We've heard a lot of big numbers over the past year. A $700 billion bank rescue. A trillion-dollar deficit. A $50 billion Ponzi scheme. A quadrillion-dollar Zimbabwean personal check.

But this story might top them all, if only for sheer originality. Details are extremely vague, but Bloomberg reports two Japanese men were detained in Italy after trying to smuggle $134 billion of U.S. Treasury bonds into Switzerland.

You read that right: Two men. $134 billion. They had it all stuffed in a suitcase -- a suitcase worth more than Wells Fargo (NYSE:WFC), Google (NASDAQ:GOOG), or Coca-Cola (NYSE:KO). The denominations were as high as $1 billion each, so smuggling this much dough didn't require as much storage as you'd think. Pocket change, really.

Now, one of two scenarios seems likely here: Either this is a counterfeit operation of biblical proportions, or it's a disturbingly ominous stealth transfer by a single foreign nation. Why? Only a few countries actually own over $134 billion of Treasury securities. Have a look:

Country

Total Amount of Treasuries Owned

China

$764 billion

Japan

$686 billion

United Kingdom

$153 billion

Russia

$137 billion

Source: U.S. Treasury, April 2009.

Other top holders include Caribbean banking centers ($205 billion) and oil exporting nations ($190 billion). So if we assume these Treasuries came from a single, foreign source, there are literally only a handful of potential owners. Moreover, that single source had to be moving a huge portion, if not all, of its bonds at once. Sketchy? Mmm-hmm.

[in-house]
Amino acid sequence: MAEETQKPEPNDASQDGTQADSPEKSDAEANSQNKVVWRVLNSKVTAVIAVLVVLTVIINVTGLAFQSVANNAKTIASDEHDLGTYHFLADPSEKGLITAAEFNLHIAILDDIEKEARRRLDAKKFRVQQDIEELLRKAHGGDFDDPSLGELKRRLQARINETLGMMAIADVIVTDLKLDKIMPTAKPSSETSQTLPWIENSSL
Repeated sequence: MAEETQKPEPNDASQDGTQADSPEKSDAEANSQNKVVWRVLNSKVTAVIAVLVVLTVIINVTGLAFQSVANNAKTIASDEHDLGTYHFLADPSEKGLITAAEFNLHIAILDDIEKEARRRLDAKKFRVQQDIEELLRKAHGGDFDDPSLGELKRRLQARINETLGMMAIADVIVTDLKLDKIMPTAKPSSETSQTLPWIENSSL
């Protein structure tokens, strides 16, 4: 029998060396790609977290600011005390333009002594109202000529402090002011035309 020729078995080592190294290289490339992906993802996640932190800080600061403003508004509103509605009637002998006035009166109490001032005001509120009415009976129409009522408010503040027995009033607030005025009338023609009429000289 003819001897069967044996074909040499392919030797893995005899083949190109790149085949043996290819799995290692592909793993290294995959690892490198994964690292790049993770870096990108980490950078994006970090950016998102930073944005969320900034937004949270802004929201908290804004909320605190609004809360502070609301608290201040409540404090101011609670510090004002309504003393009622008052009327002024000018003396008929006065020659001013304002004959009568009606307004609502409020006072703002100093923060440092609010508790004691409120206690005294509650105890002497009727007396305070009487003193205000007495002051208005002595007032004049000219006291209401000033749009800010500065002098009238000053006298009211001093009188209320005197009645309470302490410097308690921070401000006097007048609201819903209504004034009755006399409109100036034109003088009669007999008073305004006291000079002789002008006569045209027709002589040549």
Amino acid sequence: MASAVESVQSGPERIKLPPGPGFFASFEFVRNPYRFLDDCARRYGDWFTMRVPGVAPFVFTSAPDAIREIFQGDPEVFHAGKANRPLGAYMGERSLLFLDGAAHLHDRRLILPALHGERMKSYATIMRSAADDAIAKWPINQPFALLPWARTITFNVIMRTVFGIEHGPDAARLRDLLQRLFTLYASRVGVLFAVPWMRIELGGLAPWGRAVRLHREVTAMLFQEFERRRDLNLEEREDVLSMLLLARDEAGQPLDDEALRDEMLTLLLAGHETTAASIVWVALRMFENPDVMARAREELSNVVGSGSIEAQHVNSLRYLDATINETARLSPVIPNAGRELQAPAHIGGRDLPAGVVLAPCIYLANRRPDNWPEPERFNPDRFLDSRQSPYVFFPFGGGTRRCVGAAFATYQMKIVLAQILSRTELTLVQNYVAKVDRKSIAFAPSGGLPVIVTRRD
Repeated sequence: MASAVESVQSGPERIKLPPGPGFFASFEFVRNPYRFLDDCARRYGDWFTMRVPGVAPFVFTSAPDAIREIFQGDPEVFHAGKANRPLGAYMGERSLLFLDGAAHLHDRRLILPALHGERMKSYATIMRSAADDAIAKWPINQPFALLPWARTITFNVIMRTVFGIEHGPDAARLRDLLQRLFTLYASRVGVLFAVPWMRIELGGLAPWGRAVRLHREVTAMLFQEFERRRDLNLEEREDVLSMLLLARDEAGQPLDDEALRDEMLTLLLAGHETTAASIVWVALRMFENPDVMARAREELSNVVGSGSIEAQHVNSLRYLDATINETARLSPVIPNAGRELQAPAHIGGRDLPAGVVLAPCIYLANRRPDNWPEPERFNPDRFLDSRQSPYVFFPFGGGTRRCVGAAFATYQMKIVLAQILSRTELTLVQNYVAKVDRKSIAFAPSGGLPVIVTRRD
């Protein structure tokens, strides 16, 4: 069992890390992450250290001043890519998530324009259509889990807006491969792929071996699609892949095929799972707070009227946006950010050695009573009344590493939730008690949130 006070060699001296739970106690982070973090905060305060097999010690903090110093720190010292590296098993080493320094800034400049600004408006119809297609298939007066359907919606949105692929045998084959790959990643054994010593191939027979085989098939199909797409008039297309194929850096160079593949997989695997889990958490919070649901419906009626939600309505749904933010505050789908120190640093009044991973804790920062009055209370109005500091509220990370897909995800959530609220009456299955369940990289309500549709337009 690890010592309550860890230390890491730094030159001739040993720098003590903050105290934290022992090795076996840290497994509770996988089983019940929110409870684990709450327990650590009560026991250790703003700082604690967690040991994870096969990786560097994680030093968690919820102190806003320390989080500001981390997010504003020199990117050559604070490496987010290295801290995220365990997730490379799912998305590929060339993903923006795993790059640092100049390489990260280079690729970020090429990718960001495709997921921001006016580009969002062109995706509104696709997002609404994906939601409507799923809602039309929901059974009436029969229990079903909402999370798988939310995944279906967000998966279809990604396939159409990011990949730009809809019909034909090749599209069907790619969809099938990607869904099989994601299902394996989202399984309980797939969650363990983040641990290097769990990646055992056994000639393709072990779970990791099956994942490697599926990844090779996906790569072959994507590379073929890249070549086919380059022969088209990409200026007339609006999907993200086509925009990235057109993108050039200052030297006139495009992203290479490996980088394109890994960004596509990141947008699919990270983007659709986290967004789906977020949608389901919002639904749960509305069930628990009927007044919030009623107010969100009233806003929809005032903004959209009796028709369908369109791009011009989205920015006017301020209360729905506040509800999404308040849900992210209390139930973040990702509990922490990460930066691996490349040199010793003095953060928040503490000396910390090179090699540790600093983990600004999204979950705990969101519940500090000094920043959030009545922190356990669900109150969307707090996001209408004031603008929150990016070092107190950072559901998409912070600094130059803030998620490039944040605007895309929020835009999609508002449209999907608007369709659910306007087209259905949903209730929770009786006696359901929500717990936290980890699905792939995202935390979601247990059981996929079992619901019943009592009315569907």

Assuming the Treasuries are real (which, honestly, I'd say is rather improbable), the question then becomes why a country was in the middle of illicitly moving such an enormous amount of capital. Under-the-table bailouts? A stealth run on the dollar? Oh! Buying a congressional seat from Rod Blagojevich? Gotta pay to play, baby.

I'll go out on a limb: Until this story gets solved, the conspiracy theorists will be tripping over themselves with ideas. Have your own theory? Let's hear it, Fools. Fire away in the comment section below.

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Fool contributor Morgan Housel doesn’t own shares in any of the companies mentioned in this article. Google is a Motley Fool Rule Breakers selection. Coca-Cola is a Motley Fool Inside Value and Motley Fool Income Investor pick. The Fool has a disclosure policy.